Dynamic Model Management¶
A short description for the feature (can be the same used in the frontmatter's
To write the feature overview, you should consider answering the following questions:
- What is it?
- Who is it for?
- What is the context in which it is used and are there any prerequisites/requirements?
- What can the user do with it? (Be sure to consider multiple audiences, like GitLab admin and developer-user.)
- What are the benefits to using it over any alternatives?
Describe one to three use cases for that feature. Give real-life examples.
Depending on what you are trying to do documentation for the feature is split into the following roles.
- As a developer (restricted)
- As a superuser (restricted)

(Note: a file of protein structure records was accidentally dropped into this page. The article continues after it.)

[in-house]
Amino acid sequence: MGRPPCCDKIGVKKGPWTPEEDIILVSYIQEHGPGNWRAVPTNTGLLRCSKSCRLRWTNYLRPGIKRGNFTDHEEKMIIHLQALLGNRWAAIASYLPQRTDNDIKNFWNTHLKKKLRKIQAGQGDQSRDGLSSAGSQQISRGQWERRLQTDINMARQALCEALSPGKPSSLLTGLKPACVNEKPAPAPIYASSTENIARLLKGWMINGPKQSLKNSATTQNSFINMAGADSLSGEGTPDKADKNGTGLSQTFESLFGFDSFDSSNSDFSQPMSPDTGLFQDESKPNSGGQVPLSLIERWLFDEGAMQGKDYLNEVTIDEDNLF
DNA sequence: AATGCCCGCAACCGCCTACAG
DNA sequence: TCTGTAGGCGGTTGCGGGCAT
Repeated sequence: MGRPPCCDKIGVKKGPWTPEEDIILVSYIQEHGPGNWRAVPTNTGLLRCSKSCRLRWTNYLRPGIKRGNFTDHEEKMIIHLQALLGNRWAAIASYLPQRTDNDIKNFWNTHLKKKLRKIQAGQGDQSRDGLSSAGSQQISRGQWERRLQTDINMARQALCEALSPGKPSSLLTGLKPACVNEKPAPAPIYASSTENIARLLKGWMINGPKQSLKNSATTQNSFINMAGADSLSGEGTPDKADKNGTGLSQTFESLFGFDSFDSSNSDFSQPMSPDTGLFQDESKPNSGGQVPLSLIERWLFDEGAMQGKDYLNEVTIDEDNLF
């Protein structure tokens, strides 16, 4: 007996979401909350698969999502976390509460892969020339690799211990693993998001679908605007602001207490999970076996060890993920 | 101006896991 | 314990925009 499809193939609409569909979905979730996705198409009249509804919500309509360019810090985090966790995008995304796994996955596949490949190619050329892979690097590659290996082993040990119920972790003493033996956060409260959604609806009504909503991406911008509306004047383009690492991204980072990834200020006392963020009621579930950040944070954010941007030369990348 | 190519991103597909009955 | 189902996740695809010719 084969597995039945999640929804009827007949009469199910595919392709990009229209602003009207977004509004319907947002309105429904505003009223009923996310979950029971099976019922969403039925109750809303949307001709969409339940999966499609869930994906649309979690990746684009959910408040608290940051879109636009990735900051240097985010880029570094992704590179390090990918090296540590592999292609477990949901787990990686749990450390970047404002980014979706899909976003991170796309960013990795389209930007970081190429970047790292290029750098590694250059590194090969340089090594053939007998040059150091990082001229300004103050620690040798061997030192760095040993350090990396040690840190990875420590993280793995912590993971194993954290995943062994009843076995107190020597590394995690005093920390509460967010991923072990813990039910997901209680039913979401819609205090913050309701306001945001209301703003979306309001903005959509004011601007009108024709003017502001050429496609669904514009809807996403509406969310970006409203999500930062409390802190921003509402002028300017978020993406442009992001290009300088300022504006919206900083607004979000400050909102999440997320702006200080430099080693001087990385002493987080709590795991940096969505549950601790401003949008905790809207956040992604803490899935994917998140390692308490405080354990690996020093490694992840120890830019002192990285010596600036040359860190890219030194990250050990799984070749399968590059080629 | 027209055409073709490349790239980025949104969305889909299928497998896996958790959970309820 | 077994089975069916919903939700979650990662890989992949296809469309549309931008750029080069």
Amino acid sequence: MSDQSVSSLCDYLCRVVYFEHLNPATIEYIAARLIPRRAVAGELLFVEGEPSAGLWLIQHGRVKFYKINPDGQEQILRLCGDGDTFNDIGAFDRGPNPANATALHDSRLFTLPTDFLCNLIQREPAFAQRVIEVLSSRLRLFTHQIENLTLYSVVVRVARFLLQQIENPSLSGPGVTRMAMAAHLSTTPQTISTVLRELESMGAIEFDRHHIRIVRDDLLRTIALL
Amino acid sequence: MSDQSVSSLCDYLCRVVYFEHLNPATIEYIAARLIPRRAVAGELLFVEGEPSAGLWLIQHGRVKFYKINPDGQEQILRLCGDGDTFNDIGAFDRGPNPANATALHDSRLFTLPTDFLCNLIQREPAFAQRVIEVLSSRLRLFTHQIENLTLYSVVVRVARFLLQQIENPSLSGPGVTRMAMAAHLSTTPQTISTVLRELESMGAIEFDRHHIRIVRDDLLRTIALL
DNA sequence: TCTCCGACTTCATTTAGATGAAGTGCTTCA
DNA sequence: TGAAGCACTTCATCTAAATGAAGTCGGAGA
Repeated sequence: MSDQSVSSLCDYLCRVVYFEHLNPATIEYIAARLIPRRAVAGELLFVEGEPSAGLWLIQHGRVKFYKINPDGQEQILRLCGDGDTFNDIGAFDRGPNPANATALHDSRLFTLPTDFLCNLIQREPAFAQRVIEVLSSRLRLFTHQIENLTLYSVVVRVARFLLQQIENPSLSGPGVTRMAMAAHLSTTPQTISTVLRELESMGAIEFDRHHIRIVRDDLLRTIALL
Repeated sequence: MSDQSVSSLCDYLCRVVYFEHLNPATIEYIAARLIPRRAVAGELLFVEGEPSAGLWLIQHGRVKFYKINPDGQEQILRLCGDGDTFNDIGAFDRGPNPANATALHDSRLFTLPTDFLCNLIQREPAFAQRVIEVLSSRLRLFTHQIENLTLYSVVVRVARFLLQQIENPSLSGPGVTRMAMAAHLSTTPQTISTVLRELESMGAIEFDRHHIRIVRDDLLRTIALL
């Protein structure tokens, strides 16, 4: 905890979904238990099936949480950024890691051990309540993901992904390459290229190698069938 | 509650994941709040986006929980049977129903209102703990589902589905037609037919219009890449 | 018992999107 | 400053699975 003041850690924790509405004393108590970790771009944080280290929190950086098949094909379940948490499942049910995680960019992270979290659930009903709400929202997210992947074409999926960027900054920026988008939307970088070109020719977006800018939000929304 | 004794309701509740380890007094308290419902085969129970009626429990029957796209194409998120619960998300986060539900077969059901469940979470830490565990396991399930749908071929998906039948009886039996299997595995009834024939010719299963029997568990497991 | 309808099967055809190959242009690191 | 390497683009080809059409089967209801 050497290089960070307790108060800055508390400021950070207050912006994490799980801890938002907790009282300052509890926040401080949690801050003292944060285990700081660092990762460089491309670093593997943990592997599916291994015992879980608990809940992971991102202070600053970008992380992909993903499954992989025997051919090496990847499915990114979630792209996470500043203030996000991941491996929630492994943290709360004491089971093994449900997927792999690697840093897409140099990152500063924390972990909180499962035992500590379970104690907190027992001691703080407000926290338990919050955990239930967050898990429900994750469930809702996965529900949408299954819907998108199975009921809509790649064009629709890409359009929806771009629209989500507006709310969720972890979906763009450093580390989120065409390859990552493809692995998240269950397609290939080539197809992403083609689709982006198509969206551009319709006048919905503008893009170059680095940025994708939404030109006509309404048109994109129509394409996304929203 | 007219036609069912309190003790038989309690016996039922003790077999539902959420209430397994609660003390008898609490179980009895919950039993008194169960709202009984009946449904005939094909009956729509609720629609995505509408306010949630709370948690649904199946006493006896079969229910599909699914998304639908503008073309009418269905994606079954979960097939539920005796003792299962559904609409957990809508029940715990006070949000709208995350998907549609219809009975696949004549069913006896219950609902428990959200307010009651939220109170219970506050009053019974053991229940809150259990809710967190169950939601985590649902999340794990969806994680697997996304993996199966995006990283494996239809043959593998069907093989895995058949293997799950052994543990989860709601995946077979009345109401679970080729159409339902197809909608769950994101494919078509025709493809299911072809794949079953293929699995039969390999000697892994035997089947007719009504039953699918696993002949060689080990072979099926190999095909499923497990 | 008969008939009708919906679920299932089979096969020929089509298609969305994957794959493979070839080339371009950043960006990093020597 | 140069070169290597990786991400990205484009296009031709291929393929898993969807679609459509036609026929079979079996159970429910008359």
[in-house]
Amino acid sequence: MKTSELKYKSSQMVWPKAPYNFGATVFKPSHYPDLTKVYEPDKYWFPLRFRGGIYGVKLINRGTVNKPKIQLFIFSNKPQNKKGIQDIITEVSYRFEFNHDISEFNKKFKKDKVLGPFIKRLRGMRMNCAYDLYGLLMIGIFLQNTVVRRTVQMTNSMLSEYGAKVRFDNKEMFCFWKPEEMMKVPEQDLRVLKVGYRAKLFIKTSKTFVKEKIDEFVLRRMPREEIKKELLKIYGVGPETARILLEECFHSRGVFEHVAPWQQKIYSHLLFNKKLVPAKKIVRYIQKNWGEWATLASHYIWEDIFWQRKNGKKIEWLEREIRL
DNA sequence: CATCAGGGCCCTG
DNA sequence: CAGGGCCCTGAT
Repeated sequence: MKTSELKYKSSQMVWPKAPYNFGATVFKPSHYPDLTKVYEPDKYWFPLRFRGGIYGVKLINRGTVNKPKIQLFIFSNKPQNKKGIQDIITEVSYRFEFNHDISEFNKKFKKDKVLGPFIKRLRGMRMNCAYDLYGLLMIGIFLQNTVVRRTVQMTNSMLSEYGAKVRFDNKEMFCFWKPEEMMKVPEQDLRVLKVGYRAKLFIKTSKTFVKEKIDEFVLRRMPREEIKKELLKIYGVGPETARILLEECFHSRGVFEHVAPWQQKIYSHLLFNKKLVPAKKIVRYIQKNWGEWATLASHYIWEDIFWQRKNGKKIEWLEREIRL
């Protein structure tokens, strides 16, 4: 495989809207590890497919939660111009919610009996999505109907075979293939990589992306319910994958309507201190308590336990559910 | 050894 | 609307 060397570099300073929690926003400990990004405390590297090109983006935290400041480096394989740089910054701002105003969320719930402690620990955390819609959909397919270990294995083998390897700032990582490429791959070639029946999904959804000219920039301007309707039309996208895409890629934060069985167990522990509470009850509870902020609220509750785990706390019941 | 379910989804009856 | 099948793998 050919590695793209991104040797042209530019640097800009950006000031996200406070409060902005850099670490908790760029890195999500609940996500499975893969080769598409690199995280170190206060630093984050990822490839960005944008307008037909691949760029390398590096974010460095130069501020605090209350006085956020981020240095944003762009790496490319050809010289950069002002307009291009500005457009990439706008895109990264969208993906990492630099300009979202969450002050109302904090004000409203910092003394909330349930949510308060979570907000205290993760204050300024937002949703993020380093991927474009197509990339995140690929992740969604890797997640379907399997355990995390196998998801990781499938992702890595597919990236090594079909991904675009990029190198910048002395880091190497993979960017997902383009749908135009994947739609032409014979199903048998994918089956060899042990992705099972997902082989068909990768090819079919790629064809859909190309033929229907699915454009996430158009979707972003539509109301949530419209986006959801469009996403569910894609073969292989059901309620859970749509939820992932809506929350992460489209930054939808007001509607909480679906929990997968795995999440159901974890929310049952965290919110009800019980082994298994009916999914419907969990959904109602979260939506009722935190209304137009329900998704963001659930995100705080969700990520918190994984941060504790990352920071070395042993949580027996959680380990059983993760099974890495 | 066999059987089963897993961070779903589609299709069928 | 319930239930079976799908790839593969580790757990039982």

- As a site administrator (this page)
- As an end user
State any requirements, if any, for using the feature and/or following along with the tutorial.
The only assumption that is redundant and doesn't need to be mentioned is having an account on GitLab.
("Instructions" is not necessarily the name of the heading)
- Write a step-by-step guide, with no gaps between the steps.
- Start with an h2 (
##), break complex steps into small steps using subheadings h3 > h4 > h5 > h6. Never skip the hierarchy level, such as h2 > h4, as it will break the TOC and may affect the breadcrumbs.
- Use short and descriptive headings (up to ~50 chars). You can use one
## How it worksfor the instructions when the feature is simple and the document is short.
- Be clear, concise, and stick to the goal of the doc: explain how to use that feature.
- Use inclusive language and avoid jargons, as well as uncommon and fancy words. The docs should be clear and easy to understand.
- Write in the 3rd person (use "we", "you", "us", "one", instead of "I" or "me").
- Always provide internal and external reference links.
- Always link the doc from its higher-level index.